Here’s one thing we have in common with Facebook: we’re both waiting on our tax refund checks. Here’s where we are different: they’re waiting on a $429 million check and we are not.
According to The Atlantic, Markie Mark’s Facebook should expect damn near a half-billion dollar check coming their way despite raking in $1.1 billion in pre-tax profits last year. Oh and they’re probably not going to pay any state or federal taxes either. How is this at all possible? Take it away, Atlantic!
Because of the way Facebook treats stock options distributed to investors and employees instead of cash compensation on its balance sheets, the company is able to claim paying a tax liability worth hundreds of millions of dollars when the reality is they’re getting paid.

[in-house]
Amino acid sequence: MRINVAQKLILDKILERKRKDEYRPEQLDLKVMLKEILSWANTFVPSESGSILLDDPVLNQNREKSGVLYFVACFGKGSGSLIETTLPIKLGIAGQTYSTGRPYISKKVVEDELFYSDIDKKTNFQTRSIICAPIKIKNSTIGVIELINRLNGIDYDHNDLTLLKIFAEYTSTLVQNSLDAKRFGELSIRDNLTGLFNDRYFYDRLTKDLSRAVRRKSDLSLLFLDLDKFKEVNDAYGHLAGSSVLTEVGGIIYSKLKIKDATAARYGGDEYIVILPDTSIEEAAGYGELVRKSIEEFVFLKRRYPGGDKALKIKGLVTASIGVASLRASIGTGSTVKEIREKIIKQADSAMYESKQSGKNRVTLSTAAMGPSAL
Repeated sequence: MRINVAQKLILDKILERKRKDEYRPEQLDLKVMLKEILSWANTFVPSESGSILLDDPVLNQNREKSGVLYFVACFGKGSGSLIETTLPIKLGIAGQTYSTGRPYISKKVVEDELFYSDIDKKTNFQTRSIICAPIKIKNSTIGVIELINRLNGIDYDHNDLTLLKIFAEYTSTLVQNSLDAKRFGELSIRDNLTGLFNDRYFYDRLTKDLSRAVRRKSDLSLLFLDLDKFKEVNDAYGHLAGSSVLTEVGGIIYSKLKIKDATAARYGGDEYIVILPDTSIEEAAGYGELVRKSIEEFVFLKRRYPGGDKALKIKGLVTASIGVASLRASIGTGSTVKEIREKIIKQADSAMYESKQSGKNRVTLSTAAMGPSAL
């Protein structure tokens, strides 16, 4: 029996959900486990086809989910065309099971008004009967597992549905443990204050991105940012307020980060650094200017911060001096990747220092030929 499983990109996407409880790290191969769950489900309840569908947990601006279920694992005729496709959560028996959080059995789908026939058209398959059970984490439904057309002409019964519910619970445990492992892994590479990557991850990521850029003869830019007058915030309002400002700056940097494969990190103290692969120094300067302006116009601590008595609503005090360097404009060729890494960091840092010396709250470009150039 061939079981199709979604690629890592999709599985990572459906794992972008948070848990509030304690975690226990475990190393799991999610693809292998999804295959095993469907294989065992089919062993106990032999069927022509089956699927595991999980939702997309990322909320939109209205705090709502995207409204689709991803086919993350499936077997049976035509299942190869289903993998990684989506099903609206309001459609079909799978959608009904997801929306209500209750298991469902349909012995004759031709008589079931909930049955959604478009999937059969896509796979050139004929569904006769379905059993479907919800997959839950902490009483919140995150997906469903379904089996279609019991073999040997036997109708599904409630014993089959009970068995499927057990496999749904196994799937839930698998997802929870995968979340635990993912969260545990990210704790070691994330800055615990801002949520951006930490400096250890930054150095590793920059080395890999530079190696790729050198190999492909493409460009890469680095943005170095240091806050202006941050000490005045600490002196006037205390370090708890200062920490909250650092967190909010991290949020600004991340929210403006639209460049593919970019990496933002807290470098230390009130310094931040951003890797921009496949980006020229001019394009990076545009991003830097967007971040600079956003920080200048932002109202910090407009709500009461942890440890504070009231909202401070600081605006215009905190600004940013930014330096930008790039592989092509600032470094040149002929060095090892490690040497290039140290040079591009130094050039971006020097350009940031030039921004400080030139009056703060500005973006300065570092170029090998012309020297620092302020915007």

You won’t find any $429 million tax refund in Facebook’s financial statements. Indeed, the company says it had a $559 million federal tax liability in 2012. But that liability isn’t an actual payment. In a footnote, the company also said that it had a $1.03 billion “excess tax benefit” last year related to “stock option exercises and other equity awards.” That benefit is what flips the federal tax liability into a refund. (A small portion is applied against state taxes.)
A much simpler answer could’ve been, “This is America.”
H/T: The Atlantic